FRANKSTON — A 56-year-old Anderson County man who has been secretly residing south of Frankston under an alias was arrested Sunday morning in connection with multiple robberies in the Dallas-Fort Worth Metroplex.
Brian Maurice Fuller, 56, who has been living in the Frankston area for approximately two years, was taken into custody by authorities Sunday morning at a residence near Pine Dunes Golf Club, south of Frankston, according to Anderson County Sheriff Greg Taylor.
Fuller’s arrest came nine days after the man had been featured on the popular Fox television show, “America’s Most Wanted.”
The sheriff said members of the U.S. marshal’s office, along with Anderson County sheriff’s Sgt. Gary Wilbanks and Texas Department of Public Safety Lt. Curtis Bitz, went to Fuller’s residence at 1591 CR 319 near Pine Dunes Golf Club around 10 a.m. Sunday.
Taylor said Fuller has been living in Anderson County using the alias Michael Scott Kelly. Authorities have said he was able to obtain a Texas driver’s license under that name.
The sheriff was uncertain how long the robbery suspect had been residing here and whether he was working.
“They arrested him around 10 a.m., sitting on the back porch of the residence and with no resistance,” Taylor said.
Fuller’s profile on “America’s Most Wanted” web site described him as a one-time aspiring professional tennis player with a sharp eye for antiques and collectibles. He also had a flair for home decorating and was an accomplished piano player, according to the site.
Somewhere along the way, however, law enforcement authorities say his taste for the finer things went awry as evidenced by their allegations he committed multiple robberies in Dallas County and another in Wichita Falls.
Authorities say they believe Fuller targeted affluent females in his robberies, beating them in at least some of the cases. During one of the offenses, authorities allege he violently stole a woman’s $90,000 wedding ring in the parking lot of a Dallas grocery store.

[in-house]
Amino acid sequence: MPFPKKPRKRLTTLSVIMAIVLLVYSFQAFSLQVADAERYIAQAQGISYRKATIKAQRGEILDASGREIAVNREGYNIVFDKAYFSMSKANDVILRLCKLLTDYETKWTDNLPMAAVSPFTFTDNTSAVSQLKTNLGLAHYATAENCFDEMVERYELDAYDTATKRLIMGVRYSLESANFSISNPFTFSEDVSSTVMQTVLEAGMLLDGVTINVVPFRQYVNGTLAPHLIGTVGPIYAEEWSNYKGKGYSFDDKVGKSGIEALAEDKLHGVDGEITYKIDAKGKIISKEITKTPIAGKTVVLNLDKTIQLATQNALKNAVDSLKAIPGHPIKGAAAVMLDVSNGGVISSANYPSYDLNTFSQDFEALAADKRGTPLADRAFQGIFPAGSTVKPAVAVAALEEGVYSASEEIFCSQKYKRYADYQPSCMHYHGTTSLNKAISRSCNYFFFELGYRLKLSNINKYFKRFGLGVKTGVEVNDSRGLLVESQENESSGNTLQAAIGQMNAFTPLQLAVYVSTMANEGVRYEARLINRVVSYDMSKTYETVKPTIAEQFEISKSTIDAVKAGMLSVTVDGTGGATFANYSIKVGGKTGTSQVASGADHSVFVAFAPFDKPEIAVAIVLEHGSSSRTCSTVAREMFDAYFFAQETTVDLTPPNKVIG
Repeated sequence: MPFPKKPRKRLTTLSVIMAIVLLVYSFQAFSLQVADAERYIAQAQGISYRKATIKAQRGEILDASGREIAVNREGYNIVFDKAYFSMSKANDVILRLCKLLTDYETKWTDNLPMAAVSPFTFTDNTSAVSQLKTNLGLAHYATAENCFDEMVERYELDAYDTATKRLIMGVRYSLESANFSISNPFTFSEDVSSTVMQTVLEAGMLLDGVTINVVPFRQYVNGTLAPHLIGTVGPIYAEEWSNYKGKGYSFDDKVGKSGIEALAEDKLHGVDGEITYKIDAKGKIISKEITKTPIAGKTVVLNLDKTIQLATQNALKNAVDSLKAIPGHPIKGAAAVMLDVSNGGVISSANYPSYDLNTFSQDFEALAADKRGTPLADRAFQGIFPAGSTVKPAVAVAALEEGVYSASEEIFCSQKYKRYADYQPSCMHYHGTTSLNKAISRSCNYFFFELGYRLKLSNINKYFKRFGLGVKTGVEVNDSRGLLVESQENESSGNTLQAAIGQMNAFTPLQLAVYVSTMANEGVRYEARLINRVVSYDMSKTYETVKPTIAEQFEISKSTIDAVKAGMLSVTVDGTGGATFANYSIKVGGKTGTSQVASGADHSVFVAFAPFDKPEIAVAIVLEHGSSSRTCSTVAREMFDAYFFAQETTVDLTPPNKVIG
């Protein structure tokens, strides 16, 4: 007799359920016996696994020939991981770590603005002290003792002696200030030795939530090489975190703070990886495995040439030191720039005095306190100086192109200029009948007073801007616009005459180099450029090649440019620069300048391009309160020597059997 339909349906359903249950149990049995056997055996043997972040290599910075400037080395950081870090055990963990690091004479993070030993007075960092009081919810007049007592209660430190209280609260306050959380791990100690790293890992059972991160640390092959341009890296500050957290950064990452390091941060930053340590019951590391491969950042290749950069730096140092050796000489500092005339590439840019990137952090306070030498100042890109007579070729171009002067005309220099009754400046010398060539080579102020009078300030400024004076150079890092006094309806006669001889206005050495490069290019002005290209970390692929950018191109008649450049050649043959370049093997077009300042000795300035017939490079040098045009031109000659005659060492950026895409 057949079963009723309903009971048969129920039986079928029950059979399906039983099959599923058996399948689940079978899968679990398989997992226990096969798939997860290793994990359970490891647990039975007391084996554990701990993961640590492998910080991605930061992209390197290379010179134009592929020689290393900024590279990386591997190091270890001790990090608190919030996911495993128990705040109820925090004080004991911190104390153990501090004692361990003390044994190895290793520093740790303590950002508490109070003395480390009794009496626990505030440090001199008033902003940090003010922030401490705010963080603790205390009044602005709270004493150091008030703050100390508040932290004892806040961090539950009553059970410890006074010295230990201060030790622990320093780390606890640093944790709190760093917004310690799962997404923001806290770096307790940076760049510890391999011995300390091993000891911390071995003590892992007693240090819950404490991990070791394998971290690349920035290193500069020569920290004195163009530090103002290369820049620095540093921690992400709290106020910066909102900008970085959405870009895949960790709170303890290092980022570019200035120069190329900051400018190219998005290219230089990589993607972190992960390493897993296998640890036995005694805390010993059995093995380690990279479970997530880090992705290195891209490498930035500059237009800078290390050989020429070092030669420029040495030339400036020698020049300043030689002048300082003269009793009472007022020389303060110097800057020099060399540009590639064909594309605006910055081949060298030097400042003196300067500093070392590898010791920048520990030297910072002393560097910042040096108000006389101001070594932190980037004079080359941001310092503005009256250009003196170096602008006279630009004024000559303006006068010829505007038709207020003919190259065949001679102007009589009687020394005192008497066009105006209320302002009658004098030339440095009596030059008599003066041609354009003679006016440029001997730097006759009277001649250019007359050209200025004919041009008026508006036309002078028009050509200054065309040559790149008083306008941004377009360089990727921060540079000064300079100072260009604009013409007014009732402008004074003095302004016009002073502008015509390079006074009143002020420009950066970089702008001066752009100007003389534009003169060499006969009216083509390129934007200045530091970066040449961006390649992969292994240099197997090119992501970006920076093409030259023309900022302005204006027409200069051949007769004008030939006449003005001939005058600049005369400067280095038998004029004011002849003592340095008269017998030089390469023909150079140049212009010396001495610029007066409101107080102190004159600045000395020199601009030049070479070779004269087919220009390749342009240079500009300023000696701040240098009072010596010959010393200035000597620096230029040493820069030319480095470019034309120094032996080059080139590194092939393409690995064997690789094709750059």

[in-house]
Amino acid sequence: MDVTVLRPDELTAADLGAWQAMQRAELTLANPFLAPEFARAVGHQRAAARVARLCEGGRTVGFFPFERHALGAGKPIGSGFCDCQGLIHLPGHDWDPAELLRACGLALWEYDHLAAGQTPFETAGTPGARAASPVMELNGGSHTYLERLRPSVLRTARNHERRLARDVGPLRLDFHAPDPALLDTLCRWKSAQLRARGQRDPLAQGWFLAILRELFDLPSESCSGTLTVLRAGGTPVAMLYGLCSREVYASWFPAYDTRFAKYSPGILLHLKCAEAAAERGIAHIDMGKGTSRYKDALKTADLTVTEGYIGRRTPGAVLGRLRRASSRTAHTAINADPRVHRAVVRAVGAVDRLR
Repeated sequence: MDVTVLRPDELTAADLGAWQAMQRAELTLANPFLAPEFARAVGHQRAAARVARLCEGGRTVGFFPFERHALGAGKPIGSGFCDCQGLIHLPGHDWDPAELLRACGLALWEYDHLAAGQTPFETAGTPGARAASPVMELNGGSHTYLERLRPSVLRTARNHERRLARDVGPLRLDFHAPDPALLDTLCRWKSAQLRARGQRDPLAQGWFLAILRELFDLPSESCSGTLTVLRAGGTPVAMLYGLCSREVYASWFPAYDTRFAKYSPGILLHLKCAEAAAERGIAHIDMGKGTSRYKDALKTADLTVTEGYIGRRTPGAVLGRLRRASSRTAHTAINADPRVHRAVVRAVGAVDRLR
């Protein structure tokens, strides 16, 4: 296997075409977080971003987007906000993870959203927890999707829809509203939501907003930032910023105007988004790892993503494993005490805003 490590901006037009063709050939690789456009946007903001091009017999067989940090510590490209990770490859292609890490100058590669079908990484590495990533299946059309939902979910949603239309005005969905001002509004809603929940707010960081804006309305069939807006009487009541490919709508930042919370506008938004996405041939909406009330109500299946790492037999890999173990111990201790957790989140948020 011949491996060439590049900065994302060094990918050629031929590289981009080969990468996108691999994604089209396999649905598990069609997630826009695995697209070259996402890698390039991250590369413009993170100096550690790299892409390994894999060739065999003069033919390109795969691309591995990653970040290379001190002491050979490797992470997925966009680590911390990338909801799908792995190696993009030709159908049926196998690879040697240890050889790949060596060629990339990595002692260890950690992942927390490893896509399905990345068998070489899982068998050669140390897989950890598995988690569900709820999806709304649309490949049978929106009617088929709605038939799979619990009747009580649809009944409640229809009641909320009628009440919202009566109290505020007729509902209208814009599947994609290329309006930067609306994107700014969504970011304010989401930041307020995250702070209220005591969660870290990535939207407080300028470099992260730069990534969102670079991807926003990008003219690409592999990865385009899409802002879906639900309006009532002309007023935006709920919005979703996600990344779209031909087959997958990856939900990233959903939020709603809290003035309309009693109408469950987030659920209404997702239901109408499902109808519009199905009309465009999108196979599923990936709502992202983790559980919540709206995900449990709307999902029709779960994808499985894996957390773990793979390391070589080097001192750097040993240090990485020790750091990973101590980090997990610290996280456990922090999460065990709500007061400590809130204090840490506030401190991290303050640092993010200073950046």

“Apparently, he’s been on the lam a couple of years,” Taylor said. “I don’t know how long he’s been living in our county...He was hiding in plain sight and doing a good job of it. I don’t think we’ve had any contact with him criminally.”
Anderson County Jail records showed Fuller faces at least four charges in Dallas County, including aggravated robbery causing serious bodily injury; aggravated robbery of an elderly person; robbery; and flight to avoid prosecution.
Fuller was arrested in Dallas County in January 2010 for one of the robberies, but mistakenly released on a $50,000 bond when his bond was actually $500,000, according to an Associated Press story.
Fuller will be held in the Anderson County Jail until he is extradited to Dallas County to face his charges there.
Representatives of the Dallas County Sheriff’s Office have “up to 10 days” to come pick up Fuller, according to the sheriff.
Although Fuller had escaped the arm of the law for some time, the sheriff said a person’s criminal past will eventually catch up to them.
“Crime doesn’t pay,” Taylor said. “You might hide out for a little while, but, sooner or later, you’re going to get caught.”
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